For the second time in history, book technology is undergoing a major change. Movable metal type has given way to malleable digital bits. This sweeping change profoundly affects all of us and so urgently begs for our participation. Leaving the
future of books in the hands of a few corporate interests is irresponsible when a clear means of influencing the outcome of this transformation is at hand. To influence the future of digital books, we must take part in creating them ourselves, starting with the books we already have."
Unfortunately keeping this site alive and keeping this information resource open to everyone means that we can't trade books here, or even talk much about it. Believe me when I say that I find that deeply disturbing and wrong. But there are plenty of places on the Internet where those activities can and do take place.

Lawrence Lessig is a good person to watch, for people unfamiliar with this side of the copyright discussion:



These are my personal views and have nothing to do with my employer, but everything to do with what I do and how I live my life.

Tulon
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Re: Could I ask for a book?

Post by Tulon » 08 Jan 2011, 04:50

Another relevant thing to watch is this lecture by Richard Stallman, who is the founder of Free Software Foundation. The lecture's topic is "Copyright vs Community".
Scan Tailor experimental doesn't output 96 DPI images. It's just what your software shows when DPI information is missing. Usually what you get is input DPI times the resolution enhancement factor.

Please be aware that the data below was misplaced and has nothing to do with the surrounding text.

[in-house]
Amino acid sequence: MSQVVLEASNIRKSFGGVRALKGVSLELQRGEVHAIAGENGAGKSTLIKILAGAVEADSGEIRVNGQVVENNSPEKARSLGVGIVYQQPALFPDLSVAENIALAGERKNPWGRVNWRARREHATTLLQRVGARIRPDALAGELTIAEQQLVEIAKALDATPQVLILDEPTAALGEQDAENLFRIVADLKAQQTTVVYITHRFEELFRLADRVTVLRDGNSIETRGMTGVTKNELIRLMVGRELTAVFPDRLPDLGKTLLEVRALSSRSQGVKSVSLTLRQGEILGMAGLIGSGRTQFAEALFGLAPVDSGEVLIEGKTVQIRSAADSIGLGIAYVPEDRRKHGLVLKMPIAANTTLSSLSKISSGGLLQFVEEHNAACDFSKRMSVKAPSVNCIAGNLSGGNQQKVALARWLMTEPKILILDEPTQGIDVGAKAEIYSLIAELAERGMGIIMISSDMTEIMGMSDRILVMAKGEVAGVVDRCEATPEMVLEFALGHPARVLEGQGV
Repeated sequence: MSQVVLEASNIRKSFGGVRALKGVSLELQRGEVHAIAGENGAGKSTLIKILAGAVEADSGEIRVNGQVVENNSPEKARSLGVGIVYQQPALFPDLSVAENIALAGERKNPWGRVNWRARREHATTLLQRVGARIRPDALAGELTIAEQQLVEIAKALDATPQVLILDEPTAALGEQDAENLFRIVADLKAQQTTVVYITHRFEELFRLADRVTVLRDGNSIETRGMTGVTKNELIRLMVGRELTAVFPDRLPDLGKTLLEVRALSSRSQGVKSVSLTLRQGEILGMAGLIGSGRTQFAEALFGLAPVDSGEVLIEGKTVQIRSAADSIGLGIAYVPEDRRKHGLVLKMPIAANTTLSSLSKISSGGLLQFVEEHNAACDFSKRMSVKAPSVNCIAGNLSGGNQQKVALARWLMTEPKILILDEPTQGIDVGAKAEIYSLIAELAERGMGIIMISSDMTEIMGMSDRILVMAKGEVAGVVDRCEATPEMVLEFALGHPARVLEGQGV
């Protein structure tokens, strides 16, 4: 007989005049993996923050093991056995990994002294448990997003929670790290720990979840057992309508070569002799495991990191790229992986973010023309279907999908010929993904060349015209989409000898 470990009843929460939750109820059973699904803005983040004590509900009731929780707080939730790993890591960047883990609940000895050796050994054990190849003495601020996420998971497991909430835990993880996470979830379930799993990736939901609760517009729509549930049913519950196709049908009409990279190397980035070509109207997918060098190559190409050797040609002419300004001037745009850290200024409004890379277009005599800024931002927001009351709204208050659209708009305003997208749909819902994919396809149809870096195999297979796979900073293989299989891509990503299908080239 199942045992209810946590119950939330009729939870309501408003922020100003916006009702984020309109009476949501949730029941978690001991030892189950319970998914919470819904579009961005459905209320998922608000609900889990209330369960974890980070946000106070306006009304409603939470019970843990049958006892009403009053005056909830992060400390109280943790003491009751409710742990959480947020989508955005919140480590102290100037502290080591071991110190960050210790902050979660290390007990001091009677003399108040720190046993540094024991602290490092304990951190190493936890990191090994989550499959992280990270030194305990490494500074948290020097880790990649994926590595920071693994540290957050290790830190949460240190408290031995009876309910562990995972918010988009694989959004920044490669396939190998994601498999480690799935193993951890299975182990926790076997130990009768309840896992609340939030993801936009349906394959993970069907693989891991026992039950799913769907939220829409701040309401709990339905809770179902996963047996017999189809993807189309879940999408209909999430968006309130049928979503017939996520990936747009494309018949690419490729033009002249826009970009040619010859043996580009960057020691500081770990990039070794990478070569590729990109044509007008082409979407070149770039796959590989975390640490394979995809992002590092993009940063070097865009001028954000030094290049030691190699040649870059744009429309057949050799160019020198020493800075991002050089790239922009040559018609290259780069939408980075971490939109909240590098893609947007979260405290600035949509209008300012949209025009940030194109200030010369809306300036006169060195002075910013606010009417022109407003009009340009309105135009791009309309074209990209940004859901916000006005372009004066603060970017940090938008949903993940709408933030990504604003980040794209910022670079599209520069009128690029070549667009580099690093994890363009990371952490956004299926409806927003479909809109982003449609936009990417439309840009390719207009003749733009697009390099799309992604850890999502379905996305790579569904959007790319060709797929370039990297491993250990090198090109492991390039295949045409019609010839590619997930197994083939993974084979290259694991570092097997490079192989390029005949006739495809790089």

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Gerard
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Re: Could I ask for a book?

Post by Gerard » 08 Jan 2011, 06:14

:D i just wont to show you what we see of the video daniel_reetz posted

this says "this video has content of UMG, it is not available in your country"
Bildschirmfoto-2.png
Bildschirmfoto-2.png (50.62 KiB) Viewed 5529 times
(from Germany)

sony posted once himself commercials on youtube for germay, this was also a big laugh because they was blocked "this video ..."

StevePoling
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Re: Could I ask for a book?

Post by StevePoling » 09 Jan 2011, 23:28

I get this sort of Soviet vibe when I hear Dan say, "we can't even talk about" book sharing. This is a result of the DMCA, a law that was bought and paid for by Hollywood corporate types. These guys were behind the jailing of Dimitry Skylarov for thwarting the aims of Adobe Systems. This is abhorrent.